Juniata College is unique in many ways. One way it is unique is in its ability to prepare students for life after college. Juniata allows prestigious students to receive a hands-on learning experience by doing research. Brad Dinardo ’10, of Altoona, Pa. shares his experience:
What interested you in research at Juniata?
I would like to go to graduate school and get a doctorate in physics. A Ph.D. is a research degree. You need to have as much undergrad experience as possible. We have our own optics lab and I wanted to be a part of that. So, freshman year I did really well in my classes and got an offer. It’s a really good way to get experience working in a lab.
Describe the research that you did.
Here on campus, I did research with lasers. Specifically we looked at rubidium. We took two infra-red lasers and we shone them into rubidium. Out of nowhere, there was a blue light coming out. We were working with people in Melbourne, Australia to figure out why this was happening. I’m pretty sure they found out now, but I don’t know the answer because the summer ended.
Another thing we worked on was laser locking. Lasers can change their wavelengths really easily, caused by temperatures. They are supposed to send out this certain type of red light. Small fluctuation in temperatures can cause that light to become a slightly different wavelength, which you cannot have! We developed a way to lock lasers onto a certain frequency, which allows us to have a definite wavelength to use in our experiments.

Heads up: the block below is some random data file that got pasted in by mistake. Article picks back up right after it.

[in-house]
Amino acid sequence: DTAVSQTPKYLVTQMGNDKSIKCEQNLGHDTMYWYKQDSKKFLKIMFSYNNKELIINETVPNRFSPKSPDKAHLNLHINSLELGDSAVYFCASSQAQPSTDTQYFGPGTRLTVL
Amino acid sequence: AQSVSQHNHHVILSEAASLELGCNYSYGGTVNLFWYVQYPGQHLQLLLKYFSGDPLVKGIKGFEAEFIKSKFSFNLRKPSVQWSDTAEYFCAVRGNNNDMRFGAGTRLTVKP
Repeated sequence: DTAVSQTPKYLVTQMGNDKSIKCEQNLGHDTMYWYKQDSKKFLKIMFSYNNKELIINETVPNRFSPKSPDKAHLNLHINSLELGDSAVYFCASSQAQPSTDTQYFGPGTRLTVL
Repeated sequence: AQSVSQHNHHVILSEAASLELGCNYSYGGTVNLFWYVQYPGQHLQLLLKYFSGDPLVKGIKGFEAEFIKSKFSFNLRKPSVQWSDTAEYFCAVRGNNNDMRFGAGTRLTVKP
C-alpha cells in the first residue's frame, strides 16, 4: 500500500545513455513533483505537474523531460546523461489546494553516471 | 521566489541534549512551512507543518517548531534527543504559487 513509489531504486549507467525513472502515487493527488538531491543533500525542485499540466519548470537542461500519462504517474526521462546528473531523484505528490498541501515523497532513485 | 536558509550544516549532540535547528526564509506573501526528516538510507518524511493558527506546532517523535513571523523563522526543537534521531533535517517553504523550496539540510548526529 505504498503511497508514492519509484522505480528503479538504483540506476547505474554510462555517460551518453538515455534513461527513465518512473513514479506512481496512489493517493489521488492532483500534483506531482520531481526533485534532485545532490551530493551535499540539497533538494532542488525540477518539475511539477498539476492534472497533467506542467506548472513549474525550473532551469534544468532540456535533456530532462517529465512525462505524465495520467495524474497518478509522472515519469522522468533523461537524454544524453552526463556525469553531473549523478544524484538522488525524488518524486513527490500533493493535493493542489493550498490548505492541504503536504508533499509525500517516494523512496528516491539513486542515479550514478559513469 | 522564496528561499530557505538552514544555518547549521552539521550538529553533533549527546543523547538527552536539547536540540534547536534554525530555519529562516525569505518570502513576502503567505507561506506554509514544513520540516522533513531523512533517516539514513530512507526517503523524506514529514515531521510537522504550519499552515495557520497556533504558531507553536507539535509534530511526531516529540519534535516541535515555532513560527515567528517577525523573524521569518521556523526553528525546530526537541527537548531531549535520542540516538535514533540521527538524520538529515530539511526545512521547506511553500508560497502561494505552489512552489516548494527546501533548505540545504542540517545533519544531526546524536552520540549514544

What was the most meaningful part of this experience?
The most meaningful part was working with a lot of the scientists. A lot of the scientists are really young- born in the same decade as me. I gained such camaraderie working with people and I feel that it was a really good method to gain communication skills.
What did you learn about yourself?
I learned that I could literally pick up something without knowing very much about it and become efficient at it. I know the physics, but what we dealt was a subfield that I really didn’t have any experience with. I learned that I could really accomplish anything if I set my mind to it.
Do you have any advice for other students who also want to do research?
Number one, just try as hard as you can. Learn the physics on paper first. If you want to do research, apply to many places. Work on your communication skills. If you can’t tell someone what you know, it’s useless. Also, never give up on anything.
-Erin Kreischer ‘13, Juniata Online Journalist